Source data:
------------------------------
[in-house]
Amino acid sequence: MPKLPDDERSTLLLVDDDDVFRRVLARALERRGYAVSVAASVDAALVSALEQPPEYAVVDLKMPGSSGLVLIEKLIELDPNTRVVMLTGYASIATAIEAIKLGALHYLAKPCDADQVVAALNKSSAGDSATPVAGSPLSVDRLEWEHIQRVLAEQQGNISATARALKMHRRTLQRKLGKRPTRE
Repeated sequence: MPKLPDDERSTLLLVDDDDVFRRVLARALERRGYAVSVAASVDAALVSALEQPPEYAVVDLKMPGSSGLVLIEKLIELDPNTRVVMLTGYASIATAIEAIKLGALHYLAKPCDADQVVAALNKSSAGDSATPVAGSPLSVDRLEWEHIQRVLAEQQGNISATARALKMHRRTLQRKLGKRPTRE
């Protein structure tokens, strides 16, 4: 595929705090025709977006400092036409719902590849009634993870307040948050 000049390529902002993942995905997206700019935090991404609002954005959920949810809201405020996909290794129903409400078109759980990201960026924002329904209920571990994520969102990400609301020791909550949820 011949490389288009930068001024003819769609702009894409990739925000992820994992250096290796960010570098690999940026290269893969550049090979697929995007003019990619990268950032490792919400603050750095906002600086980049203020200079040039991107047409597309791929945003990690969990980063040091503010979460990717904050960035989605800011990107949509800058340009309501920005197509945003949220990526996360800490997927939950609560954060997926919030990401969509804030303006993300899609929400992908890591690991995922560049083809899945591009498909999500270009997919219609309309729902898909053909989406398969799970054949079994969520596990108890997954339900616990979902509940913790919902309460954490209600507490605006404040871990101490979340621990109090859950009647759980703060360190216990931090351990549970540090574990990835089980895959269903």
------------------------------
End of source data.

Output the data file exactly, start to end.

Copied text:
[in-house]
Amino acid sequence: MPKLPDDERSTLLLVDDDDVFRRVLARALERRGYAVSVAASVDAALVSALEQPPEYAVVDLKMPGSSGLVLIEKLIELDPNTRVVMLTGYASIATAIEAIKLGALHYLAKPCDADQVVAALNKSSAGDSATPVAGSPLSVDRLEWEHIQRVLAEQQGNISATARALKMHRRTLQRKLGKRPTRE
Repeated sequence: MPKLPDDERSTLLLVDDDDVFRRVLARALERRGYAVSVAASVDAALVSALEQPPEYAVVDLKMPGSSGLVLIEKLIELDPNTRVVMLTGYASIATAIEAIKLGALHYLAKPCDADQVVAALNKSSAGDSATPVAGSPLSVDRLEWEHIQRVLAEQQGNISATARALKMHRRTLQRKLGKRPTRE
């Protein structure tokens, strides 16, 4: 595929705090025709977006400092036409719902590849009634993870307040948050 000049390529902002993942995905997206700019935090991404609002954005959920949810809201405020996909290794129903409400078109759980990201960026924002329904209920571990994520969102990400609301020791909550949820 011949490389288009930068001024003819769609702009894409990739925000992820994992250096290796960010570098690999940026290269893969550049090979697929995007003019990619990268950032490792919400603050750095906002600086980049203020200079040039991107047409597309791929945003990690969990980063040091503010979460990717904050960035989605800011990107949509800058340009309501920005197509945003949220990526996360800490997927939950609560954060997926919030990401969509804030303006993300899609929400992908890591690991995922560049083809899945591009498909999500270009997919219609309309729902898909053909989406398969799970054949079994969520596990108890997954339900616990979902509940913790919902309460954490209600507490605006404040871990101490979340621990109090859950009647759980703060360190216990931090351990549970540090574990990835089980895959269903």